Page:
Batman seeks the help of Poison Ivy to find a cure for the infection released by Mr. Freeze last issue. But members of the sinister Blackhawks are hunting Poison Ivy to stop her from producing anymore infections or cure from an old tree that olds many secrets about life. Who will Batman side with?
Scott Snyder continues his decent into an ethereal Batman who in the words of colleague Leroy Douresseau, challenges the Dark Knight Batman established by Frank Miller in the 1980s. This Batman is not brooding He is literary and just like the story with Freeze, Poison Ivy’s story is narrated and performed in the comic side by side while the actual fight centres on the intellectual debate that persists within Batman. How can he save the day when he relies so much on his opponents to do the right thing?
This is not the all-knowing Batman. He is a detective and does uses tricks to get his way with Poison Ivy, much like he did with Freeze. The resolution of this story not confusing as the one with Freeze. It’s a good thing.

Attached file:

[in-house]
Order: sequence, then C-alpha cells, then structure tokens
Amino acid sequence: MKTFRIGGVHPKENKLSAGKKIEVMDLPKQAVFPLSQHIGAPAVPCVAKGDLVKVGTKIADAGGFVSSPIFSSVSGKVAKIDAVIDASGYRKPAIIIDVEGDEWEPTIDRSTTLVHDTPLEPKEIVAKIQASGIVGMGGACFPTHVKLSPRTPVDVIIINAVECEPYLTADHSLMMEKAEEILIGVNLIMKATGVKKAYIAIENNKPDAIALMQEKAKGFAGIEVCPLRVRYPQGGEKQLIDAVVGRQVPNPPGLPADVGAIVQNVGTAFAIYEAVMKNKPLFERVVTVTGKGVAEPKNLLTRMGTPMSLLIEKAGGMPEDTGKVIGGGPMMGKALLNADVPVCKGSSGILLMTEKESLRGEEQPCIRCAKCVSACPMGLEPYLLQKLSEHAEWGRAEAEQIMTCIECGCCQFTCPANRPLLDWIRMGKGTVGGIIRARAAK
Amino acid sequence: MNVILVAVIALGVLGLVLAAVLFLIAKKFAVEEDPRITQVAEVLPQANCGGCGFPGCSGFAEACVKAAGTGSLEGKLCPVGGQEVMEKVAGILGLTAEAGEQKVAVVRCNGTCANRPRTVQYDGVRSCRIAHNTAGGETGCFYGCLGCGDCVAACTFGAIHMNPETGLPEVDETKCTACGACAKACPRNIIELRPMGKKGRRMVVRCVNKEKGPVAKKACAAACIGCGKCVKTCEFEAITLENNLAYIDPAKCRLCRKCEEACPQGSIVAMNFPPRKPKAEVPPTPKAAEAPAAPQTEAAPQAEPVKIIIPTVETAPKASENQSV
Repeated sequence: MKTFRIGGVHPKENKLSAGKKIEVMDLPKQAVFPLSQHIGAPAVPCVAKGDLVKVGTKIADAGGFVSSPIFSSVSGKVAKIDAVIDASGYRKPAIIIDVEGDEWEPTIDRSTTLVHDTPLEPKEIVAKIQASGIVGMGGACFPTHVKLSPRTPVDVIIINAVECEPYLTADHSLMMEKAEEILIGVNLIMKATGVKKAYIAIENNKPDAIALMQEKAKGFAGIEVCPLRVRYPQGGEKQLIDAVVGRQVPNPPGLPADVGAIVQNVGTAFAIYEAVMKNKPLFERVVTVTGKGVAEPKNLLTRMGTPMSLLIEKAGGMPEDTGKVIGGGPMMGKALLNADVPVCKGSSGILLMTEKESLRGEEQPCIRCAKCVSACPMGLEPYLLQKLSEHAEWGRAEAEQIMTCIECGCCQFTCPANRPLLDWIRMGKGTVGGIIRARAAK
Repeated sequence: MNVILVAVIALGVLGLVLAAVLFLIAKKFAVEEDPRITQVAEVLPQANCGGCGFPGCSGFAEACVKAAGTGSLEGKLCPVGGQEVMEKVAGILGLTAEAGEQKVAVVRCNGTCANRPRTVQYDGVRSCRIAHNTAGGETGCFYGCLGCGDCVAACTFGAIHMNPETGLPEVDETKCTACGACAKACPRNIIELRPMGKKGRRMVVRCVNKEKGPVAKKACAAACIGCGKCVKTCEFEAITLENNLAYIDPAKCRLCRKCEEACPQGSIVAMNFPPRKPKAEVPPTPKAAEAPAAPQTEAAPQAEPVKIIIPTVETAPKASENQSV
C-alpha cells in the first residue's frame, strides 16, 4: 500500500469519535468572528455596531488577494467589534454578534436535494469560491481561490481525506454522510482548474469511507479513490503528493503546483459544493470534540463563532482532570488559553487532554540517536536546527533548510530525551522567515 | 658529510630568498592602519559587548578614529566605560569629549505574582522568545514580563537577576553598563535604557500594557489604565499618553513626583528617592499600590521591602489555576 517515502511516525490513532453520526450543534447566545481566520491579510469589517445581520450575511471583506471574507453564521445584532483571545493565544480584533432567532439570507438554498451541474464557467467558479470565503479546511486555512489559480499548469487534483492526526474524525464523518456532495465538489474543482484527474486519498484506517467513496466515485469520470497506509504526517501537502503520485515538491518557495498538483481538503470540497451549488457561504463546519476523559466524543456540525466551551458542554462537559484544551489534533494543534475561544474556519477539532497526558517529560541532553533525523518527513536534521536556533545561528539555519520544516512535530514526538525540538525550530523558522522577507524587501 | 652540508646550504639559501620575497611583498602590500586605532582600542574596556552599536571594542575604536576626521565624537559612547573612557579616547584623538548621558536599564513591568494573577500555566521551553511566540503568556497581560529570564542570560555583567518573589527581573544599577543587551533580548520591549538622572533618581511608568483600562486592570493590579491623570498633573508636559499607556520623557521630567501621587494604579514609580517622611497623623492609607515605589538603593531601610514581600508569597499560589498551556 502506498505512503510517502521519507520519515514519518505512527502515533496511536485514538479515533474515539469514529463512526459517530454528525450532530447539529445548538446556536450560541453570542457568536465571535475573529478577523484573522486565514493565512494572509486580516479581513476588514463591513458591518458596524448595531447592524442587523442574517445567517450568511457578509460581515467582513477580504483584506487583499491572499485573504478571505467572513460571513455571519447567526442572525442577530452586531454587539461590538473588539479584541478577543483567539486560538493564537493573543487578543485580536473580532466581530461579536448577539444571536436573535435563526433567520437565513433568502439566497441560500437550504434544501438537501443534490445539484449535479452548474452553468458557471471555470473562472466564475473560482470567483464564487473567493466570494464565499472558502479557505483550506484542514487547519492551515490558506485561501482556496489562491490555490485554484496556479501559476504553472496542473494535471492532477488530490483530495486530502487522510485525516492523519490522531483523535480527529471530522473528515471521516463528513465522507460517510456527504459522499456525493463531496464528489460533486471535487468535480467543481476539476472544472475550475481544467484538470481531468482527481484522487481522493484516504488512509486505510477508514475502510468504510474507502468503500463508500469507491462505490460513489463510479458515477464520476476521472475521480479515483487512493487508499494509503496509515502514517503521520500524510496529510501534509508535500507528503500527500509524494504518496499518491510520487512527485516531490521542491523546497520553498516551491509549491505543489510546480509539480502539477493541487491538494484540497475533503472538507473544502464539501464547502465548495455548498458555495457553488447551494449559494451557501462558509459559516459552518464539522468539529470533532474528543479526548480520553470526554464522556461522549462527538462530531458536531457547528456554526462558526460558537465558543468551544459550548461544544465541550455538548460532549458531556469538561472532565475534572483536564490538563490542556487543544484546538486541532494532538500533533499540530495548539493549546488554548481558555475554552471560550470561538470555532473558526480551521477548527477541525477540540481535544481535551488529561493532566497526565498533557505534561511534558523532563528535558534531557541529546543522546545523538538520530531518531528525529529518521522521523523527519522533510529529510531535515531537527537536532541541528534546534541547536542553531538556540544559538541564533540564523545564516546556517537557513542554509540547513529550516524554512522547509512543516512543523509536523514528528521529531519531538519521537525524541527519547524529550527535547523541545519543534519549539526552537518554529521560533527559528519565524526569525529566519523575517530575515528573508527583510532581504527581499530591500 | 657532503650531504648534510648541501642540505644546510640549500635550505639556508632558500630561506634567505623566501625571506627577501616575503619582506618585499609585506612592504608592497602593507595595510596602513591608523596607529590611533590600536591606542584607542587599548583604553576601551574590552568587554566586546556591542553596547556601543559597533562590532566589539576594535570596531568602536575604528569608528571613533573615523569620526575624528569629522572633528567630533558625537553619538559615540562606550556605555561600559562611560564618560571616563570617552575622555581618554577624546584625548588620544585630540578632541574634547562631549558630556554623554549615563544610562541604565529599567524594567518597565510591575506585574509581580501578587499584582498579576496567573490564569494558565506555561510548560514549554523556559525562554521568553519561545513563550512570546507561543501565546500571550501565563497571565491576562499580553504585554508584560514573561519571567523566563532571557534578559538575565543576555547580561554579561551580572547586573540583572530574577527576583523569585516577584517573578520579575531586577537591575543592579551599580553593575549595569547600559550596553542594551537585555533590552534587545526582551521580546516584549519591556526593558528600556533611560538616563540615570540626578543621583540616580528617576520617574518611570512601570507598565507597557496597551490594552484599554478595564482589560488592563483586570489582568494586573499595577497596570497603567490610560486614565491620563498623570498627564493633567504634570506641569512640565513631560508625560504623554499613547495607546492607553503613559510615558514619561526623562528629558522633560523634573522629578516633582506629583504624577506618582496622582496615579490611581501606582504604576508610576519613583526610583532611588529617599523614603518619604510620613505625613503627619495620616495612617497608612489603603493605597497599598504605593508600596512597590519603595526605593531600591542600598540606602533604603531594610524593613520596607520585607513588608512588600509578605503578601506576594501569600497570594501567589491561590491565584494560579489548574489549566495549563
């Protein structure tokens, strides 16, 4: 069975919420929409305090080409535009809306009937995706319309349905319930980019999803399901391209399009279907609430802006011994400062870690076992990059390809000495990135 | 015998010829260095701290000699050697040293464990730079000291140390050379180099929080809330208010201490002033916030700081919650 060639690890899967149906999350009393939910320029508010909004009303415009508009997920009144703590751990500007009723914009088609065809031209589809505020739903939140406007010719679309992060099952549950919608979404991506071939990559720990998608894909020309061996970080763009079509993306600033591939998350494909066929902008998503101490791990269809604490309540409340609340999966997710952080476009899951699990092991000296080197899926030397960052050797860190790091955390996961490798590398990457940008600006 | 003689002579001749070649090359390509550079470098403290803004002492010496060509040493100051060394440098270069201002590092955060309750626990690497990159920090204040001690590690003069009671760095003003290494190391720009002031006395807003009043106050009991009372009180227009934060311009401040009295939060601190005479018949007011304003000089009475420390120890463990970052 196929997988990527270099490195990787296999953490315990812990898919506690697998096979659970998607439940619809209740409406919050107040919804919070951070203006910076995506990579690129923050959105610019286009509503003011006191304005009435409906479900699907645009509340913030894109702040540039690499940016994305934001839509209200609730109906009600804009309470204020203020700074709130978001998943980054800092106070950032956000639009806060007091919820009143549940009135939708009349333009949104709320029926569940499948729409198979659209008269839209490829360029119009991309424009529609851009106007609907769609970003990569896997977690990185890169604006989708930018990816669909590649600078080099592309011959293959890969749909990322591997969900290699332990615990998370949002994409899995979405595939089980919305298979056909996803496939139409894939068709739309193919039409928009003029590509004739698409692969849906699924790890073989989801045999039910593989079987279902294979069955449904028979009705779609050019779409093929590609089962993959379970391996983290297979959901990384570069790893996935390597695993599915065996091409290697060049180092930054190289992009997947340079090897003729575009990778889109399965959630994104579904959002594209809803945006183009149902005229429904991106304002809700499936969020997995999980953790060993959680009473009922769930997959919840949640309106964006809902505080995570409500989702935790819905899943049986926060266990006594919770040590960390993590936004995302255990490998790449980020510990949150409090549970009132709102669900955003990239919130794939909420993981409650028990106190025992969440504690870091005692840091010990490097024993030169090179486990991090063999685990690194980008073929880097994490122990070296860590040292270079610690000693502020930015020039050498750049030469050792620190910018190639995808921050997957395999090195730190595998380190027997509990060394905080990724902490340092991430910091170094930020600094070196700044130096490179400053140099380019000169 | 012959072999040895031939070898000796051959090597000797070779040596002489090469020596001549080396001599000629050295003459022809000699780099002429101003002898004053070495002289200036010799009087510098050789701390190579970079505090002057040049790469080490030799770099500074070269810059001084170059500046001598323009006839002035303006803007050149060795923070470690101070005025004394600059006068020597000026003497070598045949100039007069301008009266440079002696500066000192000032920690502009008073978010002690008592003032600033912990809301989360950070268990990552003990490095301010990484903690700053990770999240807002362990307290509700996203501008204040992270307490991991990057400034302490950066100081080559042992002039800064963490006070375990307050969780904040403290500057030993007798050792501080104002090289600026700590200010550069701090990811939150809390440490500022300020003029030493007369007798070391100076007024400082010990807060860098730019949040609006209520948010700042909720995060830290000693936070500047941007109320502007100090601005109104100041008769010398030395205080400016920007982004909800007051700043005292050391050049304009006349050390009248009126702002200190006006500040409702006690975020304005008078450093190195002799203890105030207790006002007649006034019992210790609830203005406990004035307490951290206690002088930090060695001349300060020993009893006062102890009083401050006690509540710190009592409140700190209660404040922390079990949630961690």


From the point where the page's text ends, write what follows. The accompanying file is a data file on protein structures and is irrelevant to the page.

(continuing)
Tula Lotay delivers the visual part of this ethereal story effectively with overprinted colours that bleed upon others, much like the infections that Poison Ivy is wrestling with. Instead of green overpowering the pages, it is reds and oranges that give a warm colour but also highlight the desert where the villainess has sought refuge in. As for he figures, Lotay gives us 1960s-inspired gems with simple lines and deep shadows playing a game of light and dark with the page.